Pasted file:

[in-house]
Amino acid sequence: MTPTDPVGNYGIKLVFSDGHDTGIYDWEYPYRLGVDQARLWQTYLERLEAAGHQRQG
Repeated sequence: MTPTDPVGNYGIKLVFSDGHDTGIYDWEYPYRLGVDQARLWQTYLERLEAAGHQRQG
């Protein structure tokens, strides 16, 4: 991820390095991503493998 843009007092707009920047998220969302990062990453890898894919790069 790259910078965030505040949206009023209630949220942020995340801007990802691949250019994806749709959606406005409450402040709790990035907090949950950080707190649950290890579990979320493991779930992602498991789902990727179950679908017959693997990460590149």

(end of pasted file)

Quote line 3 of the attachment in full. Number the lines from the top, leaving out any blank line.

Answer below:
Repeated sequence: MTPTDPVGNYGIKLVFSDGHDTGIYDWEYPYRLGVDQARLWQTYLERLEAAGHQRQG